LONDON – Global PaymentsInc. , a leading worldwide provider of payment technology and software solutions, today announces the appointment of Nick Corrigan as President and Managing Director, UK & Ireland at Global Payments.
Nick is responsible for driving growth and customer satisfaction across these markets.
Nick brings more than 25 years experience in sales and business leadership in the tech industry. Over the last 10 years, Nick has spent the majority of his working life at Microsoft, where his last role was General Manager of Enterprise Services. In this role, he led a team of more than 500 to support leading local and global clients to adopt new technology to support their own transformation. In his most recent role as Chief Revenue Officer at Probrand Group, he oversaw the transformation of the group structure.
In his new role, Nick will be responsible for leading a team in the UK and Ireland business across three main locations in London, Dublin and Leicester. Nick will bring his leadership and customer skills developed across the technology sector and continue Global Payments’ move to a tech enabled, software driven company.
“We’re delighted to welcome onboard Nick to the Global Payments team,” said Chris Davies, President and Managing Director of Global Payments, Europe. “His wealth of sales and business expertise will be a great asset to our UK and Irish teams, driving our continued growth in the regions.”
“We work in a very competitive space but one that is growing and transforming to enhance the customer experience,” said Nick Corrigan, President and Managing Director of Global Payments, UK and Ireland. “I’m thrilled to join a company renowned for its strong customer-centric, people-first approach and help it on its growth plan. With our industry experience, scale and expansive client base, I’m confident our ambitious growth targets will be met.”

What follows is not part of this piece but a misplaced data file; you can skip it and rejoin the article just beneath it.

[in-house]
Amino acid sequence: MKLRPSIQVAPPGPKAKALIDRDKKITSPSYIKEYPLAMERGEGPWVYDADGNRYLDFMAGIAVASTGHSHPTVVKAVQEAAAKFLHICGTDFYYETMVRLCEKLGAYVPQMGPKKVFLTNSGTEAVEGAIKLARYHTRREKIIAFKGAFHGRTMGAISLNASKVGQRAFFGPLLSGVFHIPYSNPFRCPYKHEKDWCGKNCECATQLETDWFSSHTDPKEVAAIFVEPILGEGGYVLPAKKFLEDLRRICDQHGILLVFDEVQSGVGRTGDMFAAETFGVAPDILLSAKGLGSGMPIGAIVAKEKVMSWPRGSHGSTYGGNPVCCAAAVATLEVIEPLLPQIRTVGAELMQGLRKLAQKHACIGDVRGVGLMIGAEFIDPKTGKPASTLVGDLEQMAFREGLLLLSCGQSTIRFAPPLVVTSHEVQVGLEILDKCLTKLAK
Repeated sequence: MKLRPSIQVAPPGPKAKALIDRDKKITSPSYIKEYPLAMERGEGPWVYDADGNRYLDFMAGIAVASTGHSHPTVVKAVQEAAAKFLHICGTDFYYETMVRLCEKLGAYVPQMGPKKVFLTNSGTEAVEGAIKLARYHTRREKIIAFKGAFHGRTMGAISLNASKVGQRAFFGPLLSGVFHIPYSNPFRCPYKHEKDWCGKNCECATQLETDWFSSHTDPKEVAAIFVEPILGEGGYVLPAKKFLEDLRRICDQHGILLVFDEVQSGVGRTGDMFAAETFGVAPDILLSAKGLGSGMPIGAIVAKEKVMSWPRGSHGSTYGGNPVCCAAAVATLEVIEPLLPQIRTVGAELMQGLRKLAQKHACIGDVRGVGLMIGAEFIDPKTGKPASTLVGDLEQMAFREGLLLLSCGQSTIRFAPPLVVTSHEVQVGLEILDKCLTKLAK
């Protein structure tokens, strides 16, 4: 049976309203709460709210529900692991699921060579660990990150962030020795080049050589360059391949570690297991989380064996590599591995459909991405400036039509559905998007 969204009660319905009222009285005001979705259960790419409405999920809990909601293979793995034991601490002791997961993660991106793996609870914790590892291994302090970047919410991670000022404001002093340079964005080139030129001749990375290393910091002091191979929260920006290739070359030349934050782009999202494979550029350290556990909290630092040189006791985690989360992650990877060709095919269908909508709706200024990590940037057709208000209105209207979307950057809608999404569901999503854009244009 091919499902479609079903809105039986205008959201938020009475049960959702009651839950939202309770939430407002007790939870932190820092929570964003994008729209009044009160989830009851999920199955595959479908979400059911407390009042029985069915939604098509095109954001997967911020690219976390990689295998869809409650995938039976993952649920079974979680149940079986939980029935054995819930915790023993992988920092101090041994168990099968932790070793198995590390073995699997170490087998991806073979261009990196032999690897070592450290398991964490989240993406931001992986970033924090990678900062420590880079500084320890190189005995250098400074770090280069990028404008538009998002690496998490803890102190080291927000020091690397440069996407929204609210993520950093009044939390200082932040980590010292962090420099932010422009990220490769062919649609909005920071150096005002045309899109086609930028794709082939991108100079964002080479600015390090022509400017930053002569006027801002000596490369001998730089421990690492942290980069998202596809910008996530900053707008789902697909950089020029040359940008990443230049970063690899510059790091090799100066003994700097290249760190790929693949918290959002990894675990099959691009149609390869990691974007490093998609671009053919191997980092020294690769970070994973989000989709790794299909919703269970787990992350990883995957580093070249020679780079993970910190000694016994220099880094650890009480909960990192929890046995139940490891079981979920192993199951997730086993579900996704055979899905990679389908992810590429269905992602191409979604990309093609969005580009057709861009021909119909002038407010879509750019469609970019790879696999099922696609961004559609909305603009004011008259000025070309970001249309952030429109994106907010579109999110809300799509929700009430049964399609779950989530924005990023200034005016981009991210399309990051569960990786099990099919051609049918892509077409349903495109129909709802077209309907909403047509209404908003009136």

German unemployment unexpectedly rises in February
BERLIN (Reuters) – German unemployment rose in February for the first time since last June, data showed on Tuesday, dashing expectations for a fall as lockdown measures to suppress the coronavirus case load held back Europe’s largest economy.
The Labour Office said the number of people out of work rose by 9,000 in seasonally adjusted terms to 2.752 million. A Reuters poll had forecast a fall of 13,000.
“Kurzarbeit (shortened working hours) continues to secure employment on a large scale and prevent unemployment,” Labour Office chief Detlef Scheele said in a statement, adding: “Individual sectors are feeling the effects of the lockdown.”
Germany has been in lockdown since November, and measures were tightened in mid-December, as it battles a second wave of the virus. Chancellor Angela Merkel has said new variants of COVID-19 risk a third wave of infections.
The unemployment rate remained unchanged compared with the previous month at 6.0%.
The labour agency said some 2.39 million employees were on shortened working hours in December under the government’s Kurzarbeit scheme designed to avoid mass layoffs during downturns by offering companies subsidies to keep workers on the payroll.
After peaking at some 6 million last April, the number of people on Kurzarbeit fell before rising again in November as lockdown measures kicked in, the Office said.
(Writing by Paul Carrel; Editing by Madeline Chambers)
We cannot ‘lockdown’ to avoid the climate crisis
By Vaughan Lindsay, CEO, ClimateCare
The parallels between the Coronavirus response and how we could all collaboratively tackle the climate crisis should not be overlooked. Tackling either problem, for instance, has changed our lifestyle in so many ways. In short, we have all have to make adaptations for a much longer-term gain. I also believe that the pandemic has highlighted to us all that we can live differently; indeed, that we are all incredibly adaptable.
We cannot isolate from the climate crisis.
Nevertheless, there are also some very important differences too; namely the speed in which we witness effects and how long we will all live with the impact. Covid-19 is more immediate, it’s on everyone’s minds (no matter how fatigued we all are by the topic after a year of living with it). Climate change, on the other hand, feels like a much longer-term threat which doesn’t invoke the same kind of unease or fear – or at least not enough for people to take immediate action. Yet, as Mark Carney so eloquently summed up recently, the world is heading for mortality rates equivalent to the Covid crisis every year by mid-century unless action is taken right now. “One of the biggest issues is you cannot self-isolate from climate,” he said. “That is not an option. We cannot retreat in and wait out climate change, it will just get worse.” Bill Gates also further highlighted the severity of the situation too when he recently commented that solving climate change would be “the most amazing thing humanity has ever done” and by comparison, ending the pandemic is “very, very easy”, the billionaire founder of Microsoft claimed.